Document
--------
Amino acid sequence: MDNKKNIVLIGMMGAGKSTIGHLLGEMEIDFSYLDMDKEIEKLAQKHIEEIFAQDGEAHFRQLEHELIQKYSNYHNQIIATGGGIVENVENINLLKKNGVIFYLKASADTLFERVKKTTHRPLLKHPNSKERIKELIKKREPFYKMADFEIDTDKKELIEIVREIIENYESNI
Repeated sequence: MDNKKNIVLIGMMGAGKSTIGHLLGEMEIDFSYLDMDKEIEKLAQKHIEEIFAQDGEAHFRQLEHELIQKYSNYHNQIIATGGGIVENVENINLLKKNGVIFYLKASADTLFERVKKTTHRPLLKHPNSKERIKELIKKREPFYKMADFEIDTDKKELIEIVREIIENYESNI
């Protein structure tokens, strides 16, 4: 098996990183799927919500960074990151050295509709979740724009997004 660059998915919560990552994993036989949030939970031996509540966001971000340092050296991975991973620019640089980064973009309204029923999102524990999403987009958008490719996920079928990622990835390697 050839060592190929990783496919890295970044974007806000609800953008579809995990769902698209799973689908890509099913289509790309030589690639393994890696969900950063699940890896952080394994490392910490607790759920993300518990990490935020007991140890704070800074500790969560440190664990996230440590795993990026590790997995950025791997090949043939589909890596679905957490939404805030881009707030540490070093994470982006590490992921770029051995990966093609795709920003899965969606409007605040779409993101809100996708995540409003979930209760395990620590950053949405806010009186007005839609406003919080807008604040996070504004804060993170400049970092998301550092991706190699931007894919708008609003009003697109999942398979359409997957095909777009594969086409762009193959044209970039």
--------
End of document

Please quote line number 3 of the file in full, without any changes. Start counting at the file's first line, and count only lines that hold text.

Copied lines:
């Protein structure tokens, strides 16, 4: 098996990183799927919500960074990151050295509709979740724009997004 660059998915919560990552994993036989949030939970031996509540966001971000340092050296991975991973620019640089980064973009309204029923999102524990999403987009958008490719996920079928990622990835390697 050839060592190929990783496919890295970044974007806000609800953008579809995990769902698209799973689908890509099913289509790309030589690639393994890696969900950063699940890896952080394994490392910490607790759920993300518990990490935020007991140890704070800074500790969560440190664990996230440590795993990026590790997995950025791997090949043939589909890596679905957490939404805030881009707030540490070093994470982006590490992921770029051995990966093609795709920003899965969606409007605040779409993101809100996708995540409003979930209760395990620590950053949405806010009186007005839609406003919080807008604040996070504004804060993170400049970092998301550092991706190699931007894919708008609003009003697109999942398979359409997957095909777009594969086409762009193959044209970039």